• The age, cognitive, and physical health of a child (considering their changing developmental needs);
  • The age, cognitive, and physical health of each parent;
  • The existing parent-child bonds;
  • The needs of an adolescent, including their relationships with siblings and extended family members;
  • The caretaking previously contributed by each parent;
  • The propensity of each parent to support a healthy relationship with the other parent;
  • Each parent’s willingness to foster a relationship with the child;
  • The preference of a child (if the court deems an adolescent capable of expressing such preference)
  • Any history of physical or sexual abuse within the last ten years; and
  • Any other factors that the court may deem necessary and proper to the determination.

Am I Guaranteed Visitation with My Child in Virginia?

Unless there are specific reasons why it is not in the best interest of a child to visit with a parent (such as physical abuse, sexual abuse, substance abuse, etc.), Virginia law requires courts to provide frequent and continuing contact with both parents.  If one parent is awarded primary physical custody, the other parent is typically entitled to visitation.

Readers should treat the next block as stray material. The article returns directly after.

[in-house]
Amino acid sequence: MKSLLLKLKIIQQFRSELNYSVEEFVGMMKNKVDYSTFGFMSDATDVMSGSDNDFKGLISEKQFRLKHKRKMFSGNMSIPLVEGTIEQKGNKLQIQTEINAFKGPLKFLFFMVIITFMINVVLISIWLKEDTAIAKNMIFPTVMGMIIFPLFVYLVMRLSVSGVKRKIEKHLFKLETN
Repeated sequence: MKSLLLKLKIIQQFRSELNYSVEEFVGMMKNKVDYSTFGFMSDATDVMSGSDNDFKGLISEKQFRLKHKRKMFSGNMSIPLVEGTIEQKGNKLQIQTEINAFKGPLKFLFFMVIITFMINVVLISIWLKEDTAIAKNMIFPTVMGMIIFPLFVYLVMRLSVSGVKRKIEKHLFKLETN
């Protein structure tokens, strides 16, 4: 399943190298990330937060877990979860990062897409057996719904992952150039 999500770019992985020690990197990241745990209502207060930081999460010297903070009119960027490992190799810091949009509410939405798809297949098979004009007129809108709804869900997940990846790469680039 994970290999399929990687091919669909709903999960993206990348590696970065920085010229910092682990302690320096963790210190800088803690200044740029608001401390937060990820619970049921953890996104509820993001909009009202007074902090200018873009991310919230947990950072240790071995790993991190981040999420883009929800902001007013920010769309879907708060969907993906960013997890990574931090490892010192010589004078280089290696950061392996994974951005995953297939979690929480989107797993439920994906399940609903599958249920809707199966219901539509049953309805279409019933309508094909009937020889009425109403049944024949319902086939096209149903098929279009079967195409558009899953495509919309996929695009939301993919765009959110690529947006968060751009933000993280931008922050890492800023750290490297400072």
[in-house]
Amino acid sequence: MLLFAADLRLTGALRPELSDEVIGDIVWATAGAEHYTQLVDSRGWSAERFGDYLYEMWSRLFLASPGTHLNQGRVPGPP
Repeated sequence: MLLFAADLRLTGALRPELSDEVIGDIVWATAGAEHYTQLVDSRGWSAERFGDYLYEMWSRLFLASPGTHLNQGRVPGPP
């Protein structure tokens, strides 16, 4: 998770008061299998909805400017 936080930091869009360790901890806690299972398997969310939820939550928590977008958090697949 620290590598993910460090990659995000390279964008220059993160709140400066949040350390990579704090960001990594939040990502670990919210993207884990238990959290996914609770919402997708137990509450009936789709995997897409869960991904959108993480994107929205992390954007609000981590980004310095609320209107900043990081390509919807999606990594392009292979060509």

Parents can set a visitation schedule by agreeing on the terms, or a court can do so on their behalf through issuing parenting time orders, which typically include:

  • alternating overnight weekend visits,
  • alternating holiday and school breaks (including birthdays), and
  • pick-up and drop-off instructions (including travel responsibilities).

In cases in which a court believes a child may be in danger of harm during visitation, a judge may order specific restrictions or requirements, including:

  • Supervised visitation;
  • Abstinence from alcohol or controlled substances for a certain period;
  • Completion of outpatient treatment programs; or
  • Daytime-only visitation